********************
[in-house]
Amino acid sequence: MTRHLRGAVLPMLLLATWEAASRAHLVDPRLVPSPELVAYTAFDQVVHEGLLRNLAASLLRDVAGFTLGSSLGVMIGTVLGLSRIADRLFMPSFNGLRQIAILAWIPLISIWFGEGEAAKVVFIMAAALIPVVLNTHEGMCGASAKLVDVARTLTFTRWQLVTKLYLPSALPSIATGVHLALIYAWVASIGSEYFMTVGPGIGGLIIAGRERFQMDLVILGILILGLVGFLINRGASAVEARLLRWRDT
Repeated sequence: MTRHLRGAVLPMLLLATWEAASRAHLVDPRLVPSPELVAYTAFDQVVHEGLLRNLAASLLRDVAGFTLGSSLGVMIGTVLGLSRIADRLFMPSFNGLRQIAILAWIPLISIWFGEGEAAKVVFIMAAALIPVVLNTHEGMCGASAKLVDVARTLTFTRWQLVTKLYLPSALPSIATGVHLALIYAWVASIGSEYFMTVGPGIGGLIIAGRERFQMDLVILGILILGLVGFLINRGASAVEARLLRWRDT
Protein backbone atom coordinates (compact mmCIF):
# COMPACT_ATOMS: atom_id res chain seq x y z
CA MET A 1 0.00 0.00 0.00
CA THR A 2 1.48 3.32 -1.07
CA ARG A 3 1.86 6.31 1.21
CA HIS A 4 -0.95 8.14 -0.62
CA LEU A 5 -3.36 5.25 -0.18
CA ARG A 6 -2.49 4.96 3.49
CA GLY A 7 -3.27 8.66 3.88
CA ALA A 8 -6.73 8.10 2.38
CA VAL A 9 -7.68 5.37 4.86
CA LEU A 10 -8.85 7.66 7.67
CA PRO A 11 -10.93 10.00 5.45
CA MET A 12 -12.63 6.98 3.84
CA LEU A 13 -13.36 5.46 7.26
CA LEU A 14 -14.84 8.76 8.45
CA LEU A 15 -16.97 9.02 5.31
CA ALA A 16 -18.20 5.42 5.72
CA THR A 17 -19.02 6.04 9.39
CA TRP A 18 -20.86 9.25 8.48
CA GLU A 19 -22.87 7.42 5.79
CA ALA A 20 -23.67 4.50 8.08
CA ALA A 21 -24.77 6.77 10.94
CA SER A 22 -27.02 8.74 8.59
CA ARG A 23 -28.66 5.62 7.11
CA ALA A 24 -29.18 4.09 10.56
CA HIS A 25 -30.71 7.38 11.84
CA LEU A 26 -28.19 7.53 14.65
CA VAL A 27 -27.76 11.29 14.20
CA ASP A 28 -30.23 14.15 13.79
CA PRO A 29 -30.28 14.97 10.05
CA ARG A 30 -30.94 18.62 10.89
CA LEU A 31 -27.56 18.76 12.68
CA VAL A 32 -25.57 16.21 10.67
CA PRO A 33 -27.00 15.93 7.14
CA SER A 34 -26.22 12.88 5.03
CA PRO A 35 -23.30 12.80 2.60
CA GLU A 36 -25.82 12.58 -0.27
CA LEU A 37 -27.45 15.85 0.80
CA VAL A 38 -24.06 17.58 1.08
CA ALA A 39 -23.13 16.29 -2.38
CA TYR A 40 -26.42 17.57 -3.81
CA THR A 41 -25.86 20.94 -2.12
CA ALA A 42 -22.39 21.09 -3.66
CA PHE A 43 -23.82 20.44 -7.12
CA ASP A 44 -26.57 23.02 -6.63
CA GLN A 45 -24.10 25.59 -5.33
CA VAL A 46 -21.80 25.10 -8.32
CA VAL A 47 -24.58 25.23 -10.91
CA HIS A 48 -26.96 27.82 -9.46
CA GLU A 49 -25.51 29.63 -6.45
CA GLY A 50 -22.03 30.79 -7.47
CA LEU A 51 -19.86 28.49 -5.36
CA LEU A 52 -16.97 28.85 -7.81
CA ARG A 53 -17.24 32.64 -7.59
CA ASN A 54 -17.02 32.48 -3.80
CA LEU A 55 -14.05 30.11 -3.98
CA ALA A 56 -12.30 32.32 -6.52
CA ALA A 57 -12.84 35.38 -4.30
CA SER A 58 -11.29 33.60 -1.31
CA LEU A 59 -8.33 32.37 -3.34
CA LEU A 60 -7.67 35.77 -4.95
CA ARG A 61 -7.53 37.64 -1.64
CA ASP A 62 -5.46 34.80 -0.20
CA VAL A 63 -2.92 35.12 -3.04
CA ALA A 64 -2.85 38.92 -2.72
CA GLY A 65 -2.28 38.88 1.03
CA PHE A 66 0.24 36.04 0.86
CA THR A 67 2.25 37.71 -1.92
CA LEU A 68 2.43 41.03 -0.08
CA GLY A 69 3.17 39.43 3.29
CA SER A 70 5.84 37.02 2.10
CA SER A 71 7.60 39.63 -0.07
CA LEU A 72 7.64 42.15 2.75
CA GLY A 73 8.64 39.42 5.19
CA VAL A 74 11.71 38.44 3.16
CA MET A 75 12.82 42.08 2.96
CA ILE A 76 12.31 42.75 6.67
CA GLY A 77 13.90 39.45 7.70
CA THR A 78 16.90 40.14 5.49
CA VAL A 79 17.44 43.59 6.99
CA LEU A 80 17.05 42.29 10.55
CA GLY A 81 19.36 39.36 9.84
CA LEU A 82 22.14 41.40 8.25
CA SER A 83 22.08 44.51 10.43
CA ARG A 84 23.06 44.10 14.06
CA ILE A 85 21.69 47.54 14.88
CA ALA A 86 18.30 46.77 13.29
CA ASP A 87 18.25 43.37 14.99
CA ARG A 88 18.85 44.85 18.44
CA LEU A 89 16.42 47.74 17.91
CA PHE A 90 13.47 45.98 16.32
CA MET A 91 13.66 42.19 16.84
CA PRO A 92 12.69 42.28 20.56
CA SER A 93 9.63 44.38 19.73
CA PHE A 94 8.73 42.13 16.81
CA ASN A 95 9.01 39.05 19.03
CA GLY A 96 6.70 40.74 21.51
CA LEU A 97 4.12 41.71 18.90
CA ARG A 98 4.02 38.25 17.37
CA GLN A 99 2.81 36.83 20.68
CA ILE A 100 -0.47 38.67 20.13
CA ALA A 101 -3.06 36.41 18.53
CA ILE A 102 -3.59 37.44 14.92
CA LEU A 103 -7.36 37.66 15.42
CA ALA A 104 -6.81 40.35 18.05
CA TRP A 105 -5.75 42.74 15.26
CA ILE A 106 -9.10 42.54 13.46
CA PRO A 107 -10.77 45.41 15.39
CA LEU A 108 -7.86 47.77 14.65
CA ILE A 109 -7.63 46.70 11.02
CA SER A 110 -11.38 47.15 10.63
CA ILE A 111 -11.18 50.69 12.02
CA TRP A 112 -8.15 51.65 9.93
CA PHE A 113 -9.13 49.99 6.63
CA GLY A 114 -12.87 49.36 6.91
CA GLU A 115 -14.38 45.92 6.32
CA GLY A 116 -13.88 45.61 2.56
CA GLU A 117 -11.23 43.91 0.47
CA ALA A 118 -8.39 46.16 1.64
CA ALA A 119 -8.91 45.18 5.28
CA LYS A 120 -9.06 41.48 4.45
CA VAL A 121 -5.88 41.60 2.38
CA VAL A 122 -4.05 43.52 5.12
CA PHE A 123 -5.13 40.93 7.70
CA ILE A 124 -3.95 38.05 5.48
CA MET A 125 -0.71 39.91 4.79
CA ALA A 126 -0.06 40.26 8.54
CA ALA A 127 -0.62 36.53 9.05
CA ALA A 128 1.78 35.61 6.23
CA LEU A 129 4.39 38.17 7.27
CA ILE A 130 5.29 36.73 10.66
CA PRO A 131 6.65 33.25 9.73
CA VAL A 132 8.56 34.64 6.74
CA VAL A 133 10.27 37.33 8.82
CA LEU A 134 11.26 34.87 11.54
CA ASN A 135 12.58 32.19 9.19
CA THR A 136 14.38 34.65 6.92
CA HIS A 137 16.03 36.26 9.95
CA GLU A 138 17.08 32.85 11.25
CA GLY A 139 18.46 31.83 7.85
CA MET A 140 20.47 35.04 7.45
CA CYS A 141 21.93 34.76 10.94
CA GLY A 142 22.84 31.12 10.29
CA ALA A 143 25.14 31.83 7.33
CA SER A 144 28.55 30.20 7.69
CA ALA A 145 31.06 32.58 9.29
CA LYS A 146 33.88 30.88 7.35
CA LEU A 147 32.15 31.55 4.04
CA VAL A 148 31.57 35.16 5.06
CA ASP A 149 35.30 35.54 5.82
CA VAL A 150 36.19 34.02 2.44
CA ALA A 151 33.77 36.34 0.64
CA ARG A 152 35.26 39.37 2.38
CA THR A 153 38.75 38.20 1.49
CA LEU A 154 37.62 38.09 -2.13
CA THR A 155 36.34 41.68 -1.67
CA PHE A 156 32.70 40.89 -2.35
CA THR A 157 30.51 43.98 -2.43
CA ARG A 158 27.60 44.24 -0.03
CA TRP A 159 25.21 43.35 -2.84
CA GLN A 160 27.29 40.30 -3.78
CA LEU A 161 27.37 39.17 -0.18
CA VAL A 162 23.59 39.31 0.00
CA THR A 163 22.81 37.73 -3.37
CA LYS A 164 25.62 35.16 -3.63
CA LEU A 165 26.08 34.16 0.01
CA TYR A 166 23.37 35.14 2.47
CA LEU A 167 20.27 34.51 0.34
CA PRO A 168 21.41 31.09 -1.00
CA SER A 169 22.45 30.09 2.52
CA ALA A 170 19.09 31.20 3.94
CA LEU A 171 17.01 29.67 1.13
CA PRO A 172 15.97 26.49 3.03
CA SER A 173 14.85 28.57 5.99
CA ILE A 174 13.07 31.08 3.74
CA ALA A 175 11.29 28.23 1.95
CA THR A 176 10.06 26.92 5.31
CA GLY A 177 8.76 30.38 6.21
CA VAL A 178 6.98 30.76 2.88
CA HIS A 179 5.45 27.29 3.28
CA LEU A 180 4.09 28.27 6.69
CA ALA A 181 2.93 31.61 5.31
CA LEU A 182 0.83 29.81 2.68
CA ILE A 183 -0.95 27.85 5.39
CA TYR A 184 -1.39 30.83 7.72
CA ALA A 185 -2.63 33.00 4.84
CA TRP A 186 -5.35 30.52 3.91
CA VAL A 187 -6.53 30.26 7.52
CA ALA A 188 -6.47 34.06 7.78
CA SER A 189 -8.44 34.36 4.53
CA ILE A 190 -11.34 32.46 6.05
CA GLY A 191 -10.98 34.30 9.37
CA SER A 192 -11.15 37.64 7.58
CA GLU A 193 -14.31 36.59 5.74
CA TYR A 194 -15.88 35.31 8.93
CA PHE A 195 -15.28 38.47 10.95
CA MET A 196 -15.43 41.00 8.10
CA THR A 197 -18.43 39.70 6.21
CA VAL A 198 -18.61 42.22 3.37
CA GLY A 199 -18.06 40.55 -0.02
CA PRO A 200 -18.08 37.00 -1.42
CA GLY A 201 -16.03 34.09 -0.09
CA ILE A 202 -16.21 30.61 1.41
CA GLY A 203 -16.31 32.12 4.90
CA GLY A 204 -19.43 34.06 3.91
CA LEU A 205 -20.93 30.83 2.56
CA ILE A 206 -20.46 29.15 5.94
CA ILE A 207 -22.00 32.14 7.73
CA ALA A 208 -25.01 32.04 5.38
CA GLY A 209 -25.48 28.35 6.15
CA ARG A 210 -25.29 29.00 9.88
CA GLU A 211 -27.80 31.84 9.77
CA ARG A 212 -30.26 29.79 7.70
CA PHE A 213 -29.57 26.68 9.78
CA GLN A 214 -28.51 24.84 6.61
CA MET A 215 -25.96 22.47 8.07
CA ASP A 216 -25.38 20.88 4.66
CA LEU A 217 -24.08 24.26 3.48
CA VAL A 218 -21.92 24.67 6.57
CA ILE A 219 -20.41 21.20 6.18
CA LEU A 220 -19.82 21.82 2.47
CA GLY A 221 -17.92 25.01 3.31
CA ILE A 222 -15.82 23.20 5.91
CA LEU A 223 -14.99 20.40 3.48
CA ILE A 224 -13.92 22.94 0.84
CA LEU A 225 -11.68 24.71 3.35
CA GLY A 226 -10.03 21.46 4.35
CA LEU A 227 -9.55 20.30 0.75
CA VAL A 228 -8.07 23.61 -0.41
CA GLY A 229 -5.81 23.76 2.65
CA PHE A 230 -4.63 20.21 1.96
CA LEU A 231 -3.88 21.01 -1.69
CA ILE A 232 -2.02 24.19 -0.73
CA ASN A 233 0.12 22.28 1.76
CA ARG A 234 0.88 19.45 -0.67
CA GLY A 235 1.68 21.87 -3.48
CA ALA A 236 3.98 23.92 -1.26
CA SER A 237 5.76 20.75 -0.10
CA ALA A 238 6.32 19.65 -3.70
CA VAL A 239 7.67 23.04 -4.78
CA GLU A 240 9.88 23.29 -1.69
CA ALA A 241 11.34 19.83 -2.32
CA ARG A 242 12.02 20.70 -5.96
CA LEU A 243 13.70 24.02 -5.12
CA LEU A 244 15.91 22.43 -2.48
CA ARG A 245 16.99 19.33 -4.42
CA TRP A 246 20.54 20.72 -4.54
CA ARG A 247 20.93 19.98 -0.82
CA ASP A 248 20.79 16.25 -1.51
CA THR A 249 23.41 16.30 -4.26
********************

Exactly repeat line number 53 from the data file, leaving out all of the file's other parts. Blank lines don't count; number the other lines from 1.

CA HIS A 48 -26.96 27.82 -9.46